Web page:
Sunday Morning. Well, we never made it to Ohio for our family gathering. We went to the airport a second time on Friday, but found that our schedule had been changed to Sunday, so we lost our seats. Another chance to praise God in trust and accept what He allowed. So here we are at home still. He knows what is best. More now from my autobio.
At the end of the training conference in Belgium, our team piled into an old Volkswagen bus and we headed off to Austria. On our way south, we stopped in Bad Hersfeld to pick up Barbara and Josh.
Barbara’s parents were willing to have the team sleep over, so everyone got out their sleeping bags and spread them out in the living room.
The next day we headed further south, leaving the hot weather of Germany behind as we drove past Salzburg and entered the mountains of Austria, arriving at the little town of Litzen.
Although there were some sunny days during our time in Austria, it rained a lot in the mountains and temperatures were cool, if not cold, most of the time. Our team leader had rented a three-story house which was built into a hillside, meaning it would be even more cold and damp.
There was no evangelical church in this town. Austria is heavily Catholic, although most Austrians are pretty nominal in their faith. At one house when I asked if they had a Bible, they brought me a hymnbook instead. They didn’t even know what a Bible was!
We brought boxes of books with us and were told to sell the books by going door to door, and to use the money earned to buy our food. What a great incentive to pray and trust God, along working hard at selling!
We were the only couple on the team and our main function was to be chaperons. Along with that Barbara did a lot of the cooking and shopping for food, while I joined the team’s booksellers.
We were also the base for two traveling ministry teams that showed films in the towns around. The first time one team came and stayed overnight, one of their members went into our only bathroom in the morning and stayed in there for two hours.
He took a nice long bath, used up all the hot water for the day, and left the other twenty-four of us waiting outside the bathroom door. There were some unhappy campers. When he finally came out, he was amazed to find people angry with him! Such are the lessons of team life.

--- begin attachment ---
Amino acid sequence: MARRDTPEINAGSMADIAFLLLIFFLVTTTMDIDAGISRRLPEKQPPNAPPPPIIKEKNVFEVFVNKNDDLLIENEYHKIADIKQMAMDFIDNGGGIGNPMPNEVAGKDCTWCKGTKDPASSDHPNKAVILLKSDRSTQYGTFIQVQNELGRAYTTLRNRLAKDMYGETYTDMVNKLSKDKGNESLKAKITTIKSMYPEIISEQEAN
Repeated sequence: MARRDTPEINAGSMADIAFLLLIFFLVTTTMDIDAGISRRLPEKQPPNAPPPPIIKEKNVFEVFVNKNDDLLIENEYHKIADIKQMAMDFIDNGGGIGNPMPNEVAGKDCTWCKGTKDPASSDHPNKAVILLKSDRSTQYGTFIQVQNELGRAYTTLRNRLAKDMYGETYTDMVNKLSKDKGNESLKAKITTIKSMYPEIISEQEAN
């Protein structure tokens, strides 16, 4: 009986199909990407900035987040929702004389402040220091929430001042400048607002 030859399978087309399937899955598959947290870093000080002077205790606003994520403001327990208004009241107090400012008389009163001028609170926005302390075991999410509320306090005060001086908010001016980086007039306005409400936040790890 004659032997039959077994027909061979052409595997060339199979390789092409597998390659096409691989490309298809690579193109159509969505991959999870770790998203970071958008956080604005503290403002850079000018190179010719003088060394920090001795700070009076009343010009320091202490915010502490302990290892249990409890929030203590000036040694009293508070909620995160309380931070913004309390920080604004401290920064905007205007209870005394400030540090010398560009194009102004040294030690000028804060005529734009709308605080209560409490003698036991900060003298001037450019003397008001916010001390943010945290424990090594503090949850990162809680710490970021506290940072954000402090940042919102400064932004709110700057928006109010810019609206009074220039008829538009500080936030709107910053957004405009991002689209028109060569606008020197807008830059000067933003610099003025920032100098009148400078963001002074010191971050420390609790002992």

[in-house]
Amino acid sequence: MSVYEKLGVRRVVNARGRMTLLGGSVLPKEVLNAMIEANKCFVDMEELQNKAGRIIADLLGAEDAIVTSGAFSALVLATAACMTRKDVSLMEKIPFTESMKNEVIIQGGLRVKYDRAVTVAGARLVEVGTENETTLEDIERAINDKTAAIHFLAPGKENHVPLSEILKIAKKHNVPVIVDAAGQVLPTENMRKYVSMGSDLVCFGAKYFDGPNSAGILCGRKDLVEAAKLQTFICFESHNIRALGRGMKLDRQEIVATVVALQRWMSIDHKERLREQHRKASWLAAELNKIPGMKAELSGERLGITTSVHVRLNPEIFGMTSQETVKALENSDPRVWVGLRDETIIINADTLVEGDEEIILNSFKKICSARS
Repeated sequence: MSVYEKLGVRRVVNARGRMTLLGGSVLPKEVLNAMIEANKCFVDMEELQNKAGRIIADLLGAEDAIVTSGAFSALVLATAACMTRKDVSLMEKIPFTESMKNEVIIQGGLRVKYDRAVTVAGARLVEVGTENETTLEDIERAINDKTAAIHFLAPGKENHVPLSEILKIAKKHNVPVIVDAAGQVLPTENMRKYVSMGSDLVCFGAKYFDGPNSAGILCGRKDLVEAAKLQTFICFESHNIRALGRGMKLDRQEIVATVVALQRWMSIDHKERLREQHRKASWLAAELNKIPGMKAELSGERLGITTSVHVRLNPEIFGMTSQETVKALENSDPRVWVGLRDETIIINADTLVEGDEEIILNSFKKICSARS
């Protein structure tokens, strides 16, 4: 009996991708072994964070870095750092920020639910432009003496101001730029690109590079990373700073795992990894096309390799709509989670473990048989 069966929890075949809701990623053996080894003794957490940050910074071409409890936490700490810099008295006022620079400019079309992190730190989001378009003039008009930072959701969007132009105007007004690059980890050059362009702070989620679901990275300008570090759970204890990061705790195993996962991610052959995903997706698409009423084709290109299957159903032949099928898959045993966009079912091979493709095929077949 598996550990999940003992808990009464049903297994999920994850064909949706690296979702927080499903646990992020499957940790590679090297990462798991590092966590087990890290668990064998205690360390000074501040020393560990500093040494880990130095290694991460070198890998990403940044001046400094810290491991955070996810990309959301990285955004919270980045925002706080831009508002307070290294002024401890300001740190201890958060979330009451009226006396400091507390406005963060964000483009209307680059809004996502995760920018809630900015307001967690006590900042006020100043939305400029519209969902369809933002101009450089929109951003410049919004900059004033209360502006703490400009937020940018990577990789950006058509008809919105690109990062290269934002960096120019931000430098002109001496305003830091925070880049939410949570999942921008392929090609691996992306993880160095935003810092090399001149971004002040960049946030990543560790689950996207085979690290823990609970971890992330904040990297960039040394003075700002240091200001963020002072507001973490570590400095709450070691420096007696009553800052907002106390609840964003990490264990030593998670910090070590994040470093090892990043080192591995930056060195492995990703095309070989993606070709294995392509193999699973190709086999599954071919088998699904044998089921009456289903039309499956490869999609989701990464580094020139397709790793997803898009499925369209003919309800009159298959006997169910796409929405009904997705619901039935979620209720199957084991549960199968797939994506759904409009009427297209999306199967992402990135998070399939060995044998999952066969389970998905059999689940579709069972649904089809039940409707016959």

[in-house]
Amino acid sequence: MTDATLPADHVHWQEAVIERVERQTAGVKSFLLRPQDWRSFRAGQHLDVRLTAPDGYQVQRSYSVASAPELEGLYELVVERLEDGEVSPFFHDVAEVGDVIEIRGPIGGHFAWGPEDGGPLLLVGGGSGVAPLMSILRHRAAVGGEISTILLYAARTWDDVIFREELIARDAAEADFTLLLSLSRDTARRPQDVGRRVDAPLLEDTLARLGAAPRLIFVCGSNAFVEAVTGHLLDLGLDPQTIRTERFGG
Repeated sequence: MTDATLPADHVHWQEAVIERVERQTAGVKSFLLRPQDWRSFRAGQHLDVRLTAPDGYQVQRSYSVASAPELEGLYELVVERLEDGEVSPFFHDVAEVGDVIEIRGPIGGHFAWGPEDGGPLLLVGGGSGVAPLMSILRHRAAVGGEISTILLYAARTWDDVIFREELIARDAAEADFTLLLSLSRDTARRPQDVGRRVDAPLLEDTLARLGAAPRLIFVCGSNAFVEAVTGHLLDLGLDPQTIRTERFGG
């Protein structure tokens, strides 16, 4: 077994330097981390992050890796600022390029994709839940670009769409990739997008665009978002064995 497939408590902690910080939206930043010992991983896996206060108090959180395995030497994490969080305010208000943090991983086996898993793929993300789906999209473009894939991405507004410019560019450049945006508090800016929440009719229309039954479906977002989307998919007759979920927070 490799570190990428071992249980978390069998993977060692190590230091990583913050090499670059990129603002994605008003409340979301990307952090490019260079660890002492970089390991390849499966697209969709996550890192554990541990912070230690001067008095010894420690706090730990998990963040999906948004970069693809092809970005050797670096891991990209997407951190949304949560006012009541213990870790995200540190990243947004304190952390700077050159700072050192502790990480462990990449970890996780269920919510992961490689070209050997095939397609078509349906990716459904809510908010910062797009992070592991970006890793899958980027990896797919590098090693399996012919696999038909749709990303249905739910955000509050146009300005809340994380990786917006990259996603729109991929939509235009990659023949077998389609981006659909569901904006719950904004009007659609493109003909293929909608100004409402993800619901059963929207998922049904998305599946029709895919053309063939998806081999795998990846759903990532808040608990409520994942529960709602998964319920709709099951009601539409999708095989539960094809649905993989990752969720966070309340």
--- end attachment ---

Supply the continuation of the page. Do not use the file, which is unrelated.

Josh was the team “pet.” Everyone wanted to hold him. After one young fellow was done playing with him, he set nine-month-old Josh down on the floor and was very surprised that he fell over.
“Can’t he stand yet?” he asked, having no idea that many children don’t walk until they are a year old.
During our time in Austria, Josh cried almost every night from about 1 to 4 am. I walked him back and forth, up and down, but to no avail. As I became more and more worn out over the weeks, I had an urge to throw him out the third story window! Of course it was one that I wholeheartedly rejected. “But,” I said to myself, “now I can understand where some cases of child abuse come from.”
Barbara’s parents came down by train to visit us, and we were allowed to take them out with the team van. We went to a café where they bought us cake and tea, which was a nice treat during a summer of frugal living.
I went out with the other team members each day, going door to door to sell books. This was not something I naturally enjoyed, but as we were called to it, I joined in. Besides we all wanted to eat: no sales, no food.
The Lord supplied help for me in this uncomfortable venture through Josh. Whenever possible, I took him along in a backpack carrier. When I rang the doorbell, I’d put a book into his little hand and after my little speech about selling good Christian books, he’d hold it out to the person that answered the door. For some reason we sold more books than anyone else!
One door I knocked on was opened by a woman in the headscarf and the baggy “shalvar pants” of a Middle Eastern villager. She spoke no German, and of course I couldn’t speak any of her language. I held out the book to her, but she just shook her head, backed into the house and closed the door.
I stood there, struck by my inability to communicate and by the woman’s refusal to even look at the book. “So this is what it’s like for Middle Easterners,” I thought, “no understanding, no desire, no openness. How will they hear? How will they understand?” I turned away with a heart that was becoming more and more burdened for these people.
Later, as I was praying about this encounter, it was as if the Lord said to me, “In three years you will be on the field telling these people about me.” This was an experience similar to when He told me that I would be married when I was twenty-eight and it had come true: we had married one month before my 28th birthday. So this new date and message He gave me needed to be taken seriously. I tucked it all away in my mind.
Throughout the summer we sold thousands of books, hung hundreds of posters advertising the evangelical radio station, and held lots of evening meetings. There were no visible results at the time, but today there is an evangelical church there, born out of those efforts and the people who stayed to follow up on our Summer’s work.